Any company appreciates having a few true believers in its midst, but it thrives with true achievers. Horacio Barbeito (“Haio” to his friends and colleagues) seems to be both. Twenty-seven years ago—the same year Walmart launched in Canada with 122 rebranded Woolco stores—Barbeito joined the retailer in Argentina as a buyer-in-training. What he bought most was the company’s compete-hard philosophy, matching it with some natural people skills. He rose through the ranks, becoming CEO of Walmart Argentina in 2012 and adding Chile to his portfolio three years later. Then, in 2019, Barbeito was asked to head north to pump up Walmart’s limp operation in Canada. In two years he has witnessed, and contributed to, a retail landscape transformed by the forces of pandemic and technology. Walmart Canada’s e-commerce operation is now several years ahead of plan, and the company is adding high-tech fulfillment centres across the country. Next stop for Barbeito: the metaverse. He spoke to us via Zoom during Walmart’s presidents’ roundtable—its first in-person meetings in two years—at the company’s headquarters in Bentonville, Ark.
When you arrived in 2019, the Canadian retail landscape was considered a little sleepy. Did you find that?
With all due respect, I did. I thought Canada was behind in a broad, e-commerce proposition to the market. Even though there was some maturity around loyalty programs, I think they were programs that rewarded the loyal, rather than really creating digital connectivity with customers. And that’s what we’re trying to do. With the strong bedrock we have with our store footprint across Canada—half an hour away from 90% of the population—we could actually be a very important omnichannel player.
At the time, Walmart Canada wasn’t growing the way it was in the United States. Why not?
We hadn’t embraced e-commerce in a positively aggressive way. Maybe we were too caught up in running the stores. Sometimes you need a burning platform, and we didn’t have one.
A burning platform?
Yeah, you know, “We’re running a great business, so why change it?” That is why our strategy is around performing and transforming. It’s great that we have a very healthy business, but start making the investments in building the capabilities to transform, to be future-proof. Investing for growth, bringing in future-proof talent, remodelling stores, building new distribution centres and fulfillment centres, investing in technology. How do we accelerate our flywheel? I think going from hunkering down to playing offence really changed our body language into omnichannel.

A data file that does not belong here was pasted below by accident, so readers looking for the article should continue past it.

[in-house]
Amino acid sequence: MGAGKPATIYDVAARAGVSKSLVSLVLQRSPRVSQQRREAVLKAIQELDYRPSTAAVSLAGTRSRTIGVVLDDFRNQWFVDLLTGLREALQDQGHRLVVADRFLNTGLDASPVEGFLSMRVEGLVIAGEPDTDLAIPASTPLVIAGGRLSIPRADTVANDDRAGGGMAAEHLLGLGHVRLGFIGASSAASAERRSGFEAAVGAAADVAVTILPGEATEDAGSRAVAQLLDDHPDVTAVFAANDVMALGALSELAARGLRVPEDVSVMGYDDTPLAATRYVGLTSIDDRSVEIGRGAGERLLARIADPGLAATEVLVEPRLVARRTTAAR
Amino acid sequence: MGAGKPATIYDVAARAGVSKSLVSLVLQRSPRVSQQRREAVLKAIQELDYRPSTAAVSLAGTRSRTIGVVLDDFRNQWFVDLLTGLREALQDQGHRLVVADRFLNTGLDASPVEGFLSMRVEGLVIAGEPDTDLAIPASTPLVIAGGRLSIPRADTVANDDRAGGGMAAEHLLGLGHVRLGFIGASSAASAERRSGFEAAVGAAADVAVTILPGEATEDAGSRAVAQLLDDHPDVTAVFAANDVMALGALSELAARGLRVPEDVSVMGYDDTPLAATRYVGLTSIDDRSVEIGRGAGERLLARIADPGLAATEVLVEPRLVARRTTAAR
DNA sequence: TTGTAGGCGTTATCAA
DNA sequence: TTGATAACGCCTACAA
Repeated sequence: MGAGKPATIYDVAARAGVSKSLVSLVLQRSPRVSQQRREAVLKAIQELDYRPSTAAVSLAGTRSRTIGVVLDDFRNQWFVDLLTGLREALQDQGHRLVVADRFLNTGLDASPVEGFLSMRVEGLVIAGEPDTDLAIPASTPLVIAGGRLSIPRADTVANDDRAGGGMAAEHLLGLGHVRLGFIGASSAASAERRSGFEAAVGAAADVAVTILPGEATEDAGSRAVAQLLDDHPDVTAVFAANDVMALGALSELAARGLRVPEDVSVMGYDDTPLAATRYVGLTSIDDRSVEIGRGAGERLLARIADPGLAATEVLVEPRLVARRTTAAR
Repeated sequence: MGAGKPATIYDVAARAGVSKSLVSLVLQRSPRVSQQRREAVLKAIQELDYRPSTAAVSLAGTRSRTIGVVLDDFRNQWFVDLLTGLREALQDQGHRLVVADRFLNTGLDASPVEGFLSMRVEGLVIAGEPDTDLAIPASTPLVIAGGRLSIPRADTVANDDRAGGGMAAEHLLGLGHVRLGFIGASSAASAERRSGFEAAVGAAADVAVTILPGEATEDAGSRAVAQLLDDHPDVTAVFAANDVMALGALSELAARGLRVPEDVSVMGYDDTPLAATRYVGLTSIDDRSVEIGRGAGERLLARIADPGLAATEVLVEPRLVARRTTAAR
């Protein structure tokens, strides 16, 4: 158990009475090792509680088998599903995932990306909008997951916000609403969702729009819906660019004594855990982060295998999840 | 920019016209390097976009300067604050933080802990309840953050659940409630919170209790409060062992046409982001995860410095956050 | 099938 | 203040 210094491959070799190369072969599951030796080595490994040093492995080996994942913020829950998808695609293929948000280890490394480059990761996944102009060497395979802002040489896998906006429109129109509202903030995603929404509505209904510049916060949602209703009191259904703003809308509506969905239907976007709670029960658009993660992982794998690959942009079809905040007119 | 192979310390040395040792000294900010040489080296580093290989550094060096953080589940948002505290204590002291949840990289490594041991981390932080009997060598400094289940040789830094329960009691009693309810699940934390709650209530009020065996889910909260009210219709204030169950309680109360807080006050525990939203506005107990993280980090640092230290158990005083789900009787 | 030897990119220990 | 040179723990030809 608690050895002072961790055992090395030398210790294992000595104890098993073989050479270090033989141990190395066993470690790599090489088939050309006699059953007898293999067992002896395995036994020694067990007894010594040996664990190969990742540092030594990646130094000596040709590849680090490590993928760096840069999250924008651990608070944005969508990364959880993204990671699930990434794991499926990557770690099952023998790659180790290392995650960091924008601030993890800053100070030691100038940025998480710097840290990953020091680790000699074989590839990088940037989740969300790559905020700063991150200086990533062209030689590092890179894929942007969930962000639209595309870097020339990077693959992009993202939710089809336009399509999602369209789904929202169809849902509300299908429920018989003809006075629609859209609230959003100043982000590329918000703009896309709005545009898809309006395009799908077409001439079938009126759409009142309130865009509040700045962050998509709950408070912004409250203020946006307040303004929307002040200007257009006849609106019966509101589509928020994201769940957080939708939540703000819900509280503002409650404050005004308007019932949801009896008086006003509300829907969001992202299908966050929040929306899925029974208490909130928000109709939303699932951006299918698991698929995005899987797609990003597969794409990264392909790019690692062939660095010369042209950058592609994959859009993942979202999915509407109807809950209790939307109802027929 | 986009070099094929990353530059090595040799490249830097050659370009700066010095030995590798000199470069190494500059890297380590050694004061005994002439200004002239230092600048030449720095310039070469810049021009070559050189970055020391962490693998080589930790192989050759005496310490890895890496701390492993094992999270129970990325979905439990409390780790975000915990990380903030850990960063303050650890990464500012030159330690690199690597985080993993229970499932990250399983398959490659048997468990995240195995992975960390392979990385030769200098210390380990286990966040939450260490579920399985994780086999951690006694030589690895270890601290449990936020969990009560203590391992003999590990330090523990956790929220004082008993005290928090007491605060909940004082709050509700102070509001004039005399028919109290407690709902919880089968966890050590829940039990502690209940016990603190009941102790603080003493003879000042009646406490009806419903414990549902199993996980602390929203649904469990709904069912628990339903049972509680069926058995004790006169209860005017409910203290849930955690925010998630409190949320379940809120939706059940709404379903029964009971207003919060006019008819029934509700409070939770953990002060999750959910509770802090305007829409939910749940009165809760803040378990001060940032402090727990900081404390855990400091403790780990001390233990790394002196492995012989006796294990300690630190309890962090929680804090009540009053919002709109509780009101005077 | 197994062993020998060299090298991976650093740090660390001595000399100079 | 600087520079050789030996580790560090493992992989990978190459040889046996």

You launched a $3.5-billion modernization plan. Was that your initiative, or was that laid down on Walmart Canada from on high?
It’s based on a local strategy to perform and transform. And we already have deployed $1.2 billion of those $3.5 billion in the past 24 months. This year is gonna be the highest investment year since we arrived in Canada. It is about remodelling more stores than we ever did, and it’s not just remodelling—it’s modernizing. It’s not just about building improvements, it’s about our pick-up area, it’s about technology, it’s about empowering the associates with better tools, and at the same time, obviously, modernizing the proposition. We have three distribution centres in flight right now. One micro-fulfillment centre in our Scarborough store that we’re ready to open, and we will be announcing shortly two fulfillment centres to accelerate our e-commerce and marketplace capabilities. So I think it’s a good time to be Walmart Canada.
How has the pandemic complicated this process of modernization?
I saw it as an opportunity, Trevor. Despite the tragic moments that we all have lived in the past two years, and what’s going on in Eastern Europe now. You know, we have all kinds of situations that require us, as corporate citizens, to take a hard look at how we operate. So, racial equity and inclusion being more than something we were all working on to something that we needed to address head-on. We were able to bring our associates to the table to express their concerns and seek to be a better place to work. So, I see this crisis as unprecedented, and very difficult and complex but, at the same time, something that made us better, made us more agile.
So you’re improving the physical stores, and you’re ramping up on the e-commerce side. Which of those two things is more expensive?
Well, obviously the cost to serve an e-commerce customer is more expensive. Imagine—you used to park in a parking lot, grab a cart, pick up your items, pay, go home and put them away. We do a lot of that for our customers now. So, obviously there is a higher cost. But at the same time, there is this notion of customer lifetime value. If we address with our proposition that customer who shops multichannel—sometimes goes to the store for a stock-up trip, sometimes orders online and picks it up at one of the stores, sometimes has an immediate need and buys through one of our last-mile partners or our own delivery service—yes, it’s a business that has a higher cost to serve. But at the same time, it creates a loyalty and a relationship with the customer that will last for a long time. And that’s where the lifetime value of the customer plays an important role.
What percentage of your sales are online versus in-store?
I can tell you that the first year of the pandemic, 2020, we got to the penetration that we had planned for 2024—year four of our five-year plan. If I were a forecaster—this is personal opinion—Canada online will be 25% of commerce in the next five years.
Does an online purchase bring in more revenue than an in-person purchase?
There’s very robust data. The online shopping basket is significantly higher than the in-person shopping basket. Geographies differ a bit, but it could be up to three times. Higher cost to serve, but higher volume. That is why this notion of the lifetime value of the customer is so important.